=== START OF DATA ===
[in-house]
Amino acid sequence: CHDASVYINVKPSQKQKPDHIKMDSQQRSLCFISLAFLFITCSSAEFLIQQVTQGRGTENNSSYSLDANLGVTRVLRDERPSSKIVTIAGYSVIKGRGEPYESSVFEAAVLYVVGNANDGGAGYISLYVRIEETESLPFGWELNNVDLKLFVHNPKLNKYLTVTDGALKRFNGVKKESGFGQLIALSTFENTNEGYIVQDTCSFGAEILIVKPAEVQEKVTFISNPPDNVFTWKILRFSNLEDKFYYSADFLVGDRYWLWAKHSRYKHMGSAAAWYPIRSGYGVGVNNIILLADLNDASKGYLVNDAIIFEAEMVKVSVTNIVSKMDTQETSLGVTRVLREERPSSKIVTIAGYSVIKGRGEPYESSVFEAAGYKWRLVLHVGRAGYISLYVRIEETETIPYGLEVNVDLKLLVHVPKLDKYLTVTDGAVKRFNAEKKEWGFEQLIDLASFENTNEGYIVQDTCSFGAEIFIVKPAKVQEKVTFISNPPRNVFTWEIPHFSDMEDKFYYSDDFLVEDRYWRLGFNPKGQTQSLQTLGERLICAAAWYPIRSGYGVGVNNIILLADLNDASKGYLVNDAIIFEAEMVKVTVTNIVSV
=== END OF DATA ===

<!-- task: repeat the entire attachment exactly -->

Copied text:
[in-house]
Amino acid sequence: CHDASVYINVKPSQKQKPDHIKMDSQQRSLCFISLAFLFITCSSAEFLIQQVTQGRGTENNSSYSLDANLGVTRVLRDERPSSKIVTIAGYSVIKGRGEPYESSVFEAAVLYVVGNANDGGAGYISLYVRIEETESLPFGWELNNVDLKLFVHNPKLNKYLTVTDGALKRFNGVKKESGFGQLIALSTFENTNEGYIVQDTCSFGAEILIVKPAEVQEKVTFISNPPDNVFTWKILRFSNLEDKFYYSADFLVGDRYWLWAKHSRYKHMGSAAAWYPIRSGYGVGVNNIILLADLNDASKGYLVNDAIIFEAEMVKVSVTNIVSKMDTQETSLGVTRVLREERPSSKIVTIAGYSVIKGRGEPYESSVFEAAGYKWRLVLHVGRAGYISLYVRIEETETIPYGLEVNVDLKLLVHVPKLDKYLTVTDGAVKRFNAEKKEWGFEQLIDLASFENTNEGYIVQDTCSFGAEIFIVKPAKVQEKVTFISNPPRNVFTWEIPHFSDMEDKFYYSDDFLVEDRYWRLGFNPKGQTQSLQTLGERLICAAAWYPIRSGYGVGVNNIILLADLNDASKGYLVNDAIIFEAEMVKVTVTNIVSV